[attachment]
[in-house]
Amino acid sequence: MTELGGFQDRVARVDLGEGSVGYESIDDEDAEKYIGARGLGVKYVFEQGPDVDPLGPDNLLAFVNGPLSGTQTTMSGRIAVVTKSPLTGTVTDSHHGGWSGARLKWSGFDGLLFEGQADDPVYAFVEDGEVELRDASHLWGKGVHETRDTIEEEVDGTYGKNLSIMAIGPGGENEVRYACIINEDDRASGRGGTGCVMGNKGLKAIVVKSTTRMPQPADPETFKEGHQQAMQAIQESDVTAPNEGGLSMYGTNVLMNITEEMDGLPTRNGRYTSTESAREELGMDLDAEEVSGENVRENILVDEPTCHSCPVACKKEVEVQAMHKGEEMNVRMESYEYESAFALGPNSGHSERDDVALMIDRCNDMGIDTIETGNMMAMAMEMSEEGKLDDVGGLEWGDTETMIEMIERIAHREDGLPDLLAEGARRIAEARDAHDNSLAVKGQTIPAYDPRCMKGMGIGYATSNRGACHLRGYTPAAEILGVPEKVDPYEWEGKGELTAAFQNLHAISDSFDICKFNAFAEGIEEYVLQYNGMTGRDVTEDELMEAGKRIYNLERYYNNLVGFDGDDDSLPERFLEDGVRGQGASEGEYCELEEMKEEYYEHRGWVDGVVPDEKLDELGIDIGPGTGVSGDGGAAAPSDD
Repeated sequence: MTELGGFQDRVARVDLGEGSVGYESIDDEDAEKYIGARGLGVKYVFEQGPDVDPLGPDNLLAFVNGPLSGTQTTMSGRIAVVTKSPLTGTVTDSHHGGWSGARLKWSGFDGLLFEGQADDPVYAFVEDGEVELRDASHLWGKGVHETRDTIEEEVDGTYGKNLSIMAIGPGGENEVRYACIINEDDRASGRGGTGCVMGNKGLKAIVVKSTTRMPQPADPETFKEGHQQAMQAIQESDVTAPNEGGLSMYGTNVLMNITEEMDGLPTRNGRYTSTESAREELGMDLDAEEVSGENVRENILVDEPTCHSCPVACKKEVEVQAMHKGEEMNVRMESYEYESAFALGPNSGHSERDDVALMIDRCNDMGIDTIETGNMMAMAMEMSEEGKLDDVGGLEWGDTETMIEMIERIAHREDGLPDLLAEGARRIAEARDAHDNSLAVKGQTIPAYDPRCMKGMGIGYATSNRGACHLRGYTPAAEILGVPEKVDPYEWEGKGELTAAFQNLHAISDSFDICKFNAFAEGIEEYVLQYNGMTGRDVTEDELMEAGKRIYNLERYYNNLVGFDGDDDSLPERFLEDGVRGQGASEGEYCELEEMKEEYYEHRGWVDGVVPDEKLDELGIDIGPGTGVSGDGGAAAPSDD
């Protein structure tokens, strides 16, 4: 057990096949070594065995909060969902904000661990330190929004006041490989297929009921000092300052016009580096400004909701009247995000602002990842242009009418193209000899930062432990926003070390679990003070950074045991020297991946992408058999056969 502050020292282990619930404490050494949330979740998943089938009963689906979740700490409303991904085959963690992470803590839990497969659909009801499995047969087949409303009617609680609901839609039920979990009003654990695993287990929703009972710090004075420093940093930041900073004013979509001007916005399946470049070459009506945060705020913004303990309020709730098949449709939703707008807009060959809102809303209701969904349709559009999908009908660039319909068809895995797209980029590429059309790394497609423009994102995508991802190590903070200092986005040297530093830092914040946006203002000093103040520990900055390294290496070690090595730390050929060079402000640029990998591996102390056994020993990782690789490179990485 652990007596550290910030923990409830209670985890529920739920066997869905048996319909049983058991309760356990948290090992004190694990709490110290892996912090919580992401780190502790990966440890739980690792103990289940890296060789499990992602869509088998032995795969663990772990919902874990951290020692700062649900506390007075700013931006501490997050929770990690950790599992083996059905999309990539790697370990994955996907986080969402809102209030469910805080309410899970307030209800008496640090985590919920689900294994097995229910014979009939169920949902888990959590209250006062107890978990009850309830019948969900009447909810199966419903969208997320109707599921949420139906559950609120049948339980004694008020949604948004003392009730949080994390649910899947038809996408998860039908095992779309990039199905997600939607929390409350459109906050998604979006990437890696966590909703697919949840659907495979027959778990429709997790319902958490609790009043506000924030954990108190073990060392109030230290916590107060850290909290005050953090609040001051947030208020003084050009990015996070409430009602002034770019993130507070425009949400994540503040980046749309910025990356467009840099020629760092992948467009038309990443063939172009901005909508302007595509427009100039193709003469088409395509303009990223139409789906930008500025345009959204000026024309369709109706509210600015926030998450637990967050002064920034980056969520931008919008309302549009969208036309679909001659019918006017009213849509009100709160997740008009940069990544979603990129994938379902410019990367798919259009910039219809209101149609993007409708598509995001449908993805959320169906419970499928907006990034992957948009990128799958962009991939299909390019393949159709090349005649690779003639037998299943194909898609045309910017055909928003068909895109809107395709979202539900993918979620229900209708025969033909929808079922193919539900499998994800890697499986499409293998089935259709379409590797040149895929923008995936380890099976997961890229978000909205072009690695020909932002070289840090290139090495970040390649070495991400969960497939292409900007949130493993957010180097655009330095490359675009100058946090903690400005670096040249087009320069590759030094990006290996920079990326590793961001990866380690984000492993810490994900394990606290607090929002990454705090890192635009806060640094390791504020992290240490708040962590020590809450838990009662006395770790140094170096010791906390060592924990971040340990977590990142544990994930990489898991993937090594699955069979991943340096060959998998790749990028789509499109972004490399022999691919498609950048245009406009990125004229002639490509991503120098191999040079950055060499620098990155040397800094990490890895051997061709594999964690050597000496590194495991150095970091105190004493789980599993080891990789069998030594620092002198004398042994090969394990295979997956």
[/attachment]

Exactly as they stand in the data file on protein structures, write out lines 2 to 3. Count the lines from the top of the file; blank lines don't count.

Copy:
Amino acid sequence: MTELGGFQDRVARVDLGEGSVGYESIDDEDAEKYIGARGLGVKYVFEQGPDVDPLGPDNLLAFVNGPLSGTQTTMSGRIAVVTKSPLTGTVTDSHHGGWSGARLKWSGFDGLLFEGQADDPVYAFVEDGEVELRDASHLWGKGVHETRDTIEEEVDGTYGKNLSIMAIGPGGENEVRYACIINEDDRASGRGGTGCVMGNKGLKAIVVKSTTRMPQPADPETFKEGHQQAMQAIQESDVTAPNEGGLSMYGTNVLMNITEEMDGLPTRNGRYTSTESAREELGMDLDAEEVSGENVRENILVDEPTCHSCPVACKKEVEVQAMHKGEEMNVRMESYEYESAFALGPNSGHSERDDVALMIDRCNDMGIDTIETGNMMAMAMEMSEEGKLDDVGGLEWGDTETMIEMIERIAHREDGLPDLLAEGARRIAEARDAHDNSLAVKGQTIPAYDPRCMKGMGIGYATSNRGACHLRGYTPAAEILGVPEKVDPYEWEGKGELTAAFQNLHAISDSFDICKFNAFAEGIEEYVLQYNGMTGRDVTEDELMEAGKRIYNLERYYNNLVGFDGDDDSLPERFLEDGVRGQGASEGEYCELEEMKEEYYEHRGWVDGVVPDEKLDELGIDIGPGTGVSGDGGAAAPSDD
Repeated sequence: MTELGGFQDRVARVDLGEGSVGYESIDDEDAEKYIGARGLGVKYVFEQGPDVDPLGPDNLLAFVNGPLSGTQTTMSGRIAVVTKSPLTGTVTDSHHGGWSGARLKWSGFDGLLFEGQADDPVYAFVEDGEVELRDASHLWGKGVHETRDTIEEEVDGTYGKNLSIMAIGPGGENEVRYACIINEDDRASGRGGTGCVMGNKGLKAIVVKSTTRMPQPADPETFKEGHQQAMQAIQESDVTAPNEGGLSMYGTNVLMNITEEMDGLPTRNGRYTSTESAREELGMDLDAEEVSGENVRENILVDEPTCHSCPVACKKEVEVQAMHKGEEMNVRMESYEYESAFALGPNSGHSERDDVALMIDRCNDMGIDTIETGNMMAMAMEMSEEGKLDDVGGLEWGDTETMIEMIERIAHREDGLPDLLAEGARRIAEARDAHDNSLAVKGQTIPAYDPRCMKGMGIGYATSNRGACHLRGYTPAAEILGVPEKVDPYEWEGKGELTAAFQNLHAISDSFDICKFNAFAEGIEEYVLQYNGMTGRDVTEDELMEAGKRIYNLERYYNNLVGFDGDDDSLPERFLEDGVRGQGASEGEYCELEEMKEEYYEHRGWVDGVVPDEKLDELGIDIGPGTGVSGDGGAAAPSDD